The Isles are only holding first place in the Metropolitan Division by five points. A short Islanders losing streak or an equally short Capitals winning streak could upset that status.
To ensure continued success for the Islanders, Trotz has been experimenting with the lines, searching for the perfect chemistry among the team. In the last few weeks, he’s been adamant about various players and lines not producing as expected and about rectifying the situation.
Barzal’s and Komarov’s lines are under the most scrutiny. Barzal-Eberle-Beauvillier and Komarov-Filppula-Dal Colle have been on the lower side of the Isles’ scoring spectrum as of late. Cizikas, whose previous career high in goals was 9, has surpassed Bailey this season. After scoring twice against Columbus on Thursday, Cizikas has 15 goals whereas Bailey only has 12. That’s not the differential usually expected between first- and fourth-line players. Even Barzal has been somewhat lacking this year: at this point last season, he had 16 goals and 59 points; so far this year, he has 16 goals and 49 points. It doesn’t like such big difference – only ten assists short – but it implies that he or his line were involved in ten fewer goals.
The biggest changes have been to the third line, which has been lacking the most and, as a result, featuring the most players. From the beginning of the season, Komarov, Kuhnhackl, Dal Colle, Johnston, Beauvillier, and Ladd have all split time on the third line. Ladd’s season-long injury allowed Kuhnhackl, Dal Colle, and Johnston to each see several games, and all have had varying levels of success. Dal Colle made the best fit for a long time beginning in December when he was called up from Bridgeport, to most fans’ surprise, before the roster freeze. Kuhnhackl also plays well when given the chance, but not well enough to make the case for his permanent addition to the line. Beauvillier seems to have the most success with Filppula and Komarov, yet he continues to be jumbled around in the lines.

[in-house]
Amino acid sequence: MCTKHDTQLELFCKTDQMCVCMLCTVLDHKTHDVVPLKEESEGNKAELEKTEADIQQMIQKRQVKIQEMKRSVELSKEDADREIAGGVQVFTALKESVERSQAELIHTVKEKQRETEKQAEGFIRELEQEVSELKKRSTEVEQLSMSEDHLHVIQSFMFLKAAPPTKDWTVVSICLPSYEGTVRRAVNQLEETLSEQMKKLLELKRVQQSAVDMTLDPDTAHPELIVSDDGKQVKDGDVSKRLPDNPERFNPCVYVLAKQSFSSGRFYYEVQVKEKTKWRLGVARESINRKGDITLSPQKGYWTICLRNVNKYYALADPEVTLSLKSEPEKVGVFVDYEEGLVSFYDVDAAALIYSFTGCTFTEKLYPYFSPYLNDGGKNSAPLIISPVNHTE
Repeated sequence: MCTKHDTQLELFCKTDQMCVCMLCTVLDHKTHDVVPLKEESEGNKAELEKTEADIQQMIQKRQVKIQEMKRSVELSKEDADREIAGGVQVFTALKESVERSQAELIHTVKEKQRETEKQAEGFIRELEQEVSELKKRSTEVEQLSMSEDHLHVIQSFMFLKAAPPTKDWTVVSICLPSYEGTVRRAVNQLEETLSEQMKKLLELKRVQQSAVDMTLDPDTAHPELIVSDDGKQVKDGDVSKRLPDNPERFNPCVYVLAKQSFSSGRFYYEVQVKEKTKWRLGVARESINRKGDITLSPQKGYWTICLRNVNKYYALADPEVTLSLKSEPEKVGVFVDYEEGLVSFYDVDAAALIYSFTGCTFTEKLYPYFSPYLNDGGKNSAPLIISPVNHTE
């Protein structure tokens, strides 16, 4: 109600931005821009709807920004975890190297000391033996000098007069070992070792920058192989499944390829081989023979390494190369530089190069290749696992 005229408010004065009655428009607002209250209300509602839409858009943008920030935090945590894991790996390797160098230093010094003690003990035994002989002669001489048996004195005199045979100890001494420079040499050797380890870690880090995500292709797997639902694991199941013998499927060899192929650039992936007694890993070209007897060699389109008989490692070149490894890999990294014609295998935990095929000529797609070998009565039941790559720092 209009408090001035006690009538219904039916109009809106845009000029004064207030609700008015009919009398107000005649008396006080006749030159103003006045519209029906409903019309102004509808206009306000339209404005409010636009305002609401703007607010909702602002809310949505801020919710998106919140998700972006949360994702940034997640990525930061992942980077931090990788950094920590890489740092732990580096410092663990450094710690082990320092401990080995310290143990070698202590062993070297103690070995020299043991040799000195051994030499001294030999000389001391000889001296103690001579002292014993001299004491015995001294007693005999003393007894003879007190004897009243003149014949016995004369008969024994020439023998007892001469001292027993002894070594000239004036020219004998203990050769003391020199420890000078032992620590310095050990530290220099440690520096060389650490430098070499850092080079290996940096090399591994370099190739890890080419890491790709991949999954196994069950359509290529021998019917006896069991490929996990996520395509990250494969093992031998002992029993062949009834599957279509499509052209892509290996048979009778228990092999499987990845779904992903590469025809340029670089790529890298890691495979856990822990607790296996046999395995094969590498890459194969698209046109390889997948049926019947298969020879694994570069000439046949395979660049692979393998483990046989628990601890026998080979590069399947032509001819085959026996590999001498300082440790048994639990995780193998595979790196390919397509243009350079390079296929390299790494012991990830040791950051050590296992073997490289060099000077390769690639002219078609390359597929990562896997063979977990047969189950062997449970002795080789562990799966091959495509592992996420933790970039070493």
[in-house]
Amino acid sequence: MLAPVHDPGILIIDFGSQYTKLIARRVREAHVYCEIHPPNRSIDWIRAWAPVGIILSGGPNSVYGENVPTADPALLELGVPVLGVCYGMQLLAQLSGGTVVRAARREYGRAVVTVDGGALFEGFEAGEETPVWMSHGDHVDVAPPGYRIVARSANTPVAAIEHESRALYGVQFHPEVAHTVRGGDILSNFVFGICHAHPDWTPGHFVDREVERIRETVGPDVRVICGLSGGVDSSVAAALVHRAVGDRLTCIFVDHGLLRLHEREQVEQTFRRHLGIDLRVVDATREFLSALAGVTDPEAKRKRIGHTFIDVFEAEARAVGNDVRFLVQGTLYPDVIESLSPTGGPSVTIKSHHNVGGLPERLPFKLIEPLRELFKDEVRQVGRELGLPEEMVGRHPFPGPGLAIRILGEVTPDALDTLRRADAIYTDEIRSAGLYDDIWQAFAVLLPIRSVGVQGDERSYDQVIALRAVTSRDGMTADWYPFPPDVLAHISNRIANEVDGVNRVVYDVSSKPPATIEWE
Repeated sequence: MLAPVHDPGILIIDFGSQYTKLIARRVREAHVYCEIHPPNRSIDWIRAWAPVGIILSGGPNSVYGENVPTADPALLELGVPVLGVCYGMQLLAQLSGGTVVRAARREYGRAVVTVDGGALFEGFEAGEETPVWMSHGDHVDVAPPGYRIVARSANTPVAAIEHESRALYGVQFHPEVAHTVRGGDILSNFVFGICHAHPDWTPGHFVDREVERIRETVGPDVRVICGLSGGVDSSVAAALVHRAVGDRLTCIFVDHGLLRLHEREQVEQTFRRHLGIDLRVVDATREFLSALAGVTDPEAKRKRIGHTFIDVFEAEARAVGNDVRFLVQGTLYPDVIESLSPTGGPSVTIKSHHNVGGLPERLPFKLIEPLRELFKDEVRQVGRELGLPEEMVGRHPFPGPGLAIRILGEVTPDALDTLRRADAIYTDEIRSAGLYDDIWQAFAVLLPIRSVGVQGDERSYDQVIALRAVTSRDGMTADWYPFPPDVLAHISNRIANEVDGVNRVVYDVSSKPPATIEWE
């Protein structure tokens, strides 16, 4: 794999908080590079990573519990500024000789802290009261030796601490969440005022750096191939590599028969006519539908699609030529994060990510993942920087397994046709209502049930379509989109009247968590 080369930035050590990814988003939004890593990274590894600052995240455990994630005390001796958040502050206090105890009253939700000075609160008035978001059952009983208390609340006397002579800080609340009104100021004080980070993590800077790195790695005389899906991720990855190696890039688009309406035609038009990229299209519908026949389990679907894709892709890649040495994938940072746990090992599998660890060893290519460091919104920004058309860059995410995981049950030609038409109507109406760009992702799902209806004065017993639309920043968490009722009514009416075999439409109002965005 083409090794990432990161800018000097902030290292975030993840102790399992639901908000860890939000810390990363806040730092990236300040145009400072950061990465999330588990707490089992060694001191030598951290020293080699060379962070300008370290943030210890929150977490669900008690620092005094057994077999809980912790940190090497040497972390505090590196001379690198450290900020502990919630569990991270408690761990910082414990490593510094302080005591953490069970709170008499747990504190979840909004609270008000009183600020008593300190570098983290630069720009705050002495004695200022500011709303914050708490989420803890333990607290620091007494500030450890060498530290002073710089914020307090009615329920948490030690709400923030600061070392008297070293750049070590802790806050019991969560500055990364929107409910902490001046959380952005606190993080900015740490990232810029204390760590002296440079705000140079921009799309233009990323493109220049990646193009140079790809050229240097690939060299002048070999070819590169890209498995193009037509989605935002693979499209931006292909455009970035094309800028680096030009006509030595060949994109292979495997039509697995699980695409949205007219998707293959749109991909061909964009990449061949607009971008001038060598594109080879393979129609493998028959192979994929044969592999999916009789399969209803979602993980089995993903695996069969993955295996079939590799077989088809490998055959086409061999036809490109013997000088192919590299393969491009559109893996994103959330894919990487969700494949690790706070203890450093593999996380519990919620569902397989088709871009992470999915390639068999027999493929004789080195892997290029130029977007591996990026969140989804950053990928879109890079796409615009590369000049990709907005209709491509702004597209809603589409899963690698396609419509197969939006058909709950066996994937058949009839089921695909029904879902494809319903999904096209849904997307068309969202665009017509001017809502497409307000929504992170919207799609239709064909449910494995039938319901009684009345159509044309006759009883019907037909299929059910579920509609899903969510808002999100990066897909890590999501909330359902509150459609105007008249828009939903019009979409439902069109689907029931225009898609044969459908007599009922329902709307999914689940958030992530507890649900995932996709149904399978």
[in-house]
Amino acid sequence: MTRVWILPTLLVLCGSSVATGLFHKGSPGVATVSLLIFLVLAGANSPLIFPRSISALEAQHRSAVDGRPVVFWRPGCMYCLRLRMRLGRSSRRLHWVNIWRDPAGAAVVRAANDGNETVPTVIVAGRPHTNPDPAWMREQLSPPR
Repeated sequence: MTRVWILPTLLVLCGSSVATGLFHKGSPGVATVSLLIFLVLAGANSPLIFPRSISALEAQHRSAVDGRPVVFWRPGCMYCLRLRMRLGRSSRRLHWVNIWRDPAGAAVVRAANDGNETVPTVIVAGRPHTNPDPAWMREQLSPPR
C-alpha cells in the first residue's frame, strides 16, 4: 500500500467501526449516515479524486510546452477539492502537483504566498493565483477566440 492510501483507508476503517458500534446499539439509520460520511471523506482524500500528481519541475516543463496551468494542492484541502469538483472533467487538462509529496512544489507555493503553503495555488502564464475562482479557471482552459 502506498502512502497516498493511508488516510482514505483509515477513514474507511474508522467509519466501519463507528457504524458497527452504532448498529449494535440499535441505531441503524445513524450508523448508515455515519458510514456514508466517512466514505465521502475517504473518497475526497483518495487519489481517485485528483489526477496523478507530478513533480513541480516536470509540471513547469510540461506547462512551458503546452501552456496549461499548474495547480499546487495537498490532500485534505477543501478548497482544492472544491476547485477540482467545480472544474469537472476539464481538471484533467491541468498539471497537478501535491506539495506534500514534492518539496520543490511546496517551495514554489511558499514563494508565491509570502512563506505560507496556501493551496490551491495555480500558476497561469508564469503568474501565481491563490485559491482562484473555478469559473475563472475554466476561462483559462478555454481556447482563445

It’s important to remember that the third line is not a demotion. It’s just a different style of play, not quite as fast and fancy as the first line but also not as rough as the fourth line. This season, Beauvillier has taken up the role Lee used to fill. More often than not, he parks himself in front of the net to screen the goalie, fight with the defensemen, and get his stick on tip-ins and deflections. He chases the puck behind the net and sends it to the crease or the slot where a teammate should be waiting. Especially in the last few games against Minnesota, Buffalo, and Columbus, Beauvillier’s been eager to chase down the puck and make plays. His main problem when playing this style in front of the net is that he gets pushed around too easily. He’s either pushed off the puck or away from it or has his stick lifted away from the deflection opportunities.
With more experience on the third line and maybe another twenty pounds of muscle, Beauvillier would make an excellent permanent addition to the third line. He has the speed and skating ability for breakaways and the eagerness to fight for the puck in front of the net. Yes, he has great chemistry with Barzal as well as the impressive skills to fit on the first line, but as the team currently stands, his best placement seems to be the third line. Instead of trailing behind Barzal and infinitely passing the puck with him, Beauvillier could lead the charge with Komarov and Filppula.
Whichever changes Trotz thinks are working, he needs to stick to some soon. The team could only have more success if each line is allowed enough time together to bond and form better chemistry. Switching the lines as constantly as he does makes everyone play well together but also make everyone play sloppy together.
When the players don’t know who is on the ice with them or where they’ll be on the ice, errant passes become opportunities for the other team that the Isles desperately need to avoid at this point in the season.
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